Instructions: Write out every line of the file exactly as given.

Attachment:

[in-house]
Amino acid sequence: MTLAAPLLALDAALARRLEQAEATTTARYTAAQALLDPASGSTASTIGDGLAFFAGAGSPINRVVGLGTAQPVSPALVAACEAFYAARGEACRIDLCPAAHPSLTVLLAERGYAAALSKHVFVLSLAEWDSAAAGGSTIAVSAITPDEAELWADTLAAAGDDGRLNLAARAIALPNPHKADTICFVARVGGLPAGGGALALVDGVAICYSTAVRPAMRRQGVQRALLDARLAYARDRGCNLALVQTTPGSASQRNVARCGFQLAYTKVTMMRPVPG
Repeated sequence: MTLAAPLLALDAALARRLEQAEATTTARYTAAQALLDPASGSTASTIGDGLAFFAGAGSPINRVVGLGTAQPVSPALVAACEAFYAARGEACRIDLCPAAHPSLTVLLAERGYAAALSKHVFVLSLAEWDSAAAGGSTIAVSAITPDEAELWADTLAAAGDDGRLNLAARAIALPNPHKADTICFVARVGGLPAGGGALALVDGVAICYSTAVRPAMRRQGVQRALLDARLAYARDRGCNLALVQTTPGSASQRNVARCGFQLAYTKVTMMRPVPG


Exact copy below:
[in-house]
Amino acid sequence: MTLAAPLLALDAALARRLEQAEATTTARYTAAQALLDPASGSTASTIGDGLAFFAGAGSPINRVVGLGTAQPVSPALVAACEAFYAARGEACRIDLCPAAHPSLTVLLAERGYAAALSKHVFVLSLAEWDSAAAGGSTIAVSAITPDEAELWADTLAAAGDDGRLNLAARAIALPNPHKADTICFVARVGGLPAGGGALALVDGVAICYSTAVRPAMRRQGVQRALLDARLAYARDRGCNLALVQTTPGSASQRNVARCGFQLAYTKVTMMRPVPG
Repeated sequence: MTLAAPLLALDAALARRLEQAEATTTARYTAAQALLDPASGSTASTIGDGLAFFAGAGSPINRVVGLGTAQPVSPALVAACEAFYAARGEACRIDLCPAAHPSLTVLLAERGYAAALSKHVFVLSLAEWDSAAAGGSTIAVSAITPDEAELWADTLAAAGDDGRLNLAARAIALPNPHKADTICFVARVGGLPAGGGALALVDGVAICYSTAVRPAMRRQGVQRALLDARLAYARDRGCNLALVQTTPGSASQRNVARCGFQLAYTKVTMMRPVPG